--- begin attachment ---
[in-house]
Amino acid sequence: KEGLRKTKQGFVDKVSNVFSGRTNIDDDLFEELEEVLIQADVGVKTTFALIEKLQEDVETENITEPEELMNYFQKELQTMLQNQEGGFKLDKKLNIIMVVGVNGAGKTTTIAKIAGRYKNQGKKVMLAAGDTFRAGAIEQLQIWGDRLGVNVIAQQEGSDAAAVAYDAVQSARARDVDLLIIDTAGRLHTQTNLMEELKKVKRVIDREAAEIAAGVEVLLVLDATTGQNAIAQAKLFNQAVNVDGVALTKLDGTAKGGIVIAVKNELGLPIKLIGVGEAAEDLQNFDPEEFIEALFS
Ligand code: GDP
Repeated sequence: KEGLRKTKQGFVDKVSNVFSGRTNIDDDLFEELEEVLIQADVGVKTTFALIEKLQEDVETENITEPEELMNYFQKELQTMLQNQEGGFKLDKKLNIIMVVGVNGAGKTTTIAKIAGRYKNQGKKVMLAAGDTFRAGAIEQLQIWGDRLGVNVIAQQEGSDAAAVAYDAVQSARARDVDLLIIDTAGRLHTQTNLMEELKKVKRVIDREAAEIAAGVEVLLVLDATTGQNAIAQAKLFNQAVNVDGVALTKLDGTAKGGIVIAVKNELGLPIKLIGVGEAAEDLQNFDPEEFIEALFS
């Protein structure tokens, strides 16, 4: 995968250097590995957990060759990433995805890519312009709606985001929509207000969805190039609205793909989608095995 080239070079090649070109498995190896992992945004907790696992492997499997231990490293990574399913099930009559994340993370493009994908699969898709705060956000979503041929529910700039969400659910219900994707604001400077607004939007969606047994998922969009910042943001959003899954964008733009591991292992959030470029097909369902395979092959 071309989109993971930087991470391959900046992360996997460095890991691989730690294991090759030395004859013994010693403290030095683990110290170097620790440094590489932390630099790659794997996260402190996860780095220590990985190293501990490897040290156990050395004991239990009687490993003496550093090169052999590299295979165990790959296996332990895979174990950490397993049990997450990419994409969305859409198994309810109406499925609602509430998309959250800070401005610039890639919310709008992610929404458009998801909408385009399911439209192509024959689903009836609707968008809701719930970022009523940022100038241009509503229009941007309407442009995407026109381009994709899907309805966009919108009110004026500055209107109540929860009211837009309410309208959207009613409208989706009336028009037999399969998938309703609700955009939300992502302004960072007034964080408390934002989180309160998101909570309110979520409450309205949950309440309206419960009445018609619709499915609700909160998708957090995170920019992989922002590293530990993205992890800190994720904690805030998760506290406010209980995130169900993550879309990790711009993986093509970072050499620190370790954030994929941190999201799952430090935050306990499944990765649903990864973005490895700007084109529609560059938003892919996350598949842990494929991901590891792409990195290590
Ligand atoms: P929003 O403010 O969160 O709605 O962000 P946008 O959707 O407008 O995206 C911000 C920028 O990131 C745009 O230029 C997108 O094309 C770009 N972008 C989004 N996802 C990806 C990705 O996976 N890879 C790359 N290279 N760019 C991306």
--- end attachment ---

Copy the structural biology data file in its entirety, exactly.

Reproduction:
[in-house]
Amino acid sequence: KEGLRKTKQGFVDKVSNVFSGRTNIDDDLFEELEEVLIQADVGVKTTFALIEKLQEDVETENITEPEELMNYFQKELQTMLQNQEGGFKLDKKLNIIMVVGVNGAGKTTTIAKIAGRYKNQGKKVMLAAGDTFRAGAIEQLQIWGDRLGVNVIAQQEGSDAAAVAYDAVQSARARDVDLLIIDTAGRLHTQTNLMEELKKVKRVIDREAAEIAAGVEVLLVLDATTGQNAIAQAKLFNQAVNVDGVALTKLDGTAKGGIVIAVKNELGLPIKLIGVGEAAEDLQNFDPEEFIEALFS
Ligand code: GDP
Repeated sequence: KEGLRKTKQGFVDKVSNVFSGRTNIDDDLFEELEEVLIQADVGVKTTFALIEKLQEDVETENITEPEELMNYFQKELQTMLQNQEGGFKLDKKLNIIMVVGVNGAGKTTTIAKIAGRYKNQGKKVMLAAGDTFRAGAIEQLQIWGDRLGVNVIAQQEGSDAAAVAYDAVQSARARDVDLLIIDTAGRLHTQTNLMEELKKVKRVIDREAAEIAAGVEVLLVLDATTGQNAIAQAKLFNQAVNVDGVALTKLDGTAKGGIVIAVKNELGLPIKLIGVGEAAEDLQNFDPEEFIEALFS
């Protein structure tokens, strides 16, 4: 995968250097590995957990060759990433995805890519312009709606985001929509207000969805190039609205793909989608095995 080239070079090649070109498995190896992992945004907790696992492997499997231990490293990574399913099930009559994340993370493009994908699969898709705060956000979503041929529910700039969400659910219900994707604001400077607004939007969606047994998922969009910042943001959003899954964008733009591991292992959030470029097909369902395979092959 071309989109993971930087991470391959900046992360996997460095890991691989730690294991090759030395004859013994010693403290030095683990110290170097620790440094590489932390630099790659794997996260402190996860780095220590990985190293501990490897040290156990050395004991239990009687490993003496550093090169052999590299295979165990790959296996332990895979174990950490397993049990997450990419994409969305859409198994309810109406499925609602509430998309959250800070401005610039890639919310709008992610929404458009998801909408385009399911439209192509024959689903009836609707968008809701719930970022009523940022100038241009509503229009941007309407442009995407026109381009994709899907309805966009919108009110004026500055209107109540929860009211837009309410309208959207009613409208989706009336028009037999399969998938309703609700955009939300992502302004960072007034964080408390934002989180309160998101909570309110979520409450309205949950309440309206419960009445018609619709499915609700909160998708957090995170920019992989922002590293530990993205992890800190994720904690805030998760506290406010209980995130169900993550879309990790711009993986093509970072050499620190370790954030994929941190999201799952430090935050306990499944990765649903990864973005490895700007084109529609560059938003892919996350598949842990494929991901590891792409990195290590
Ligand atoms: P929003 O403010 O969160 O709605 O962000 P946008 O959707 O407008 O995206 C911000 C920028 O990131 C745009 O230029 C997108 O094309 C770009 N972008 C989004 N996802 C990806 C990705 O996976 N890879 C790359 N290279 N760019 C991306």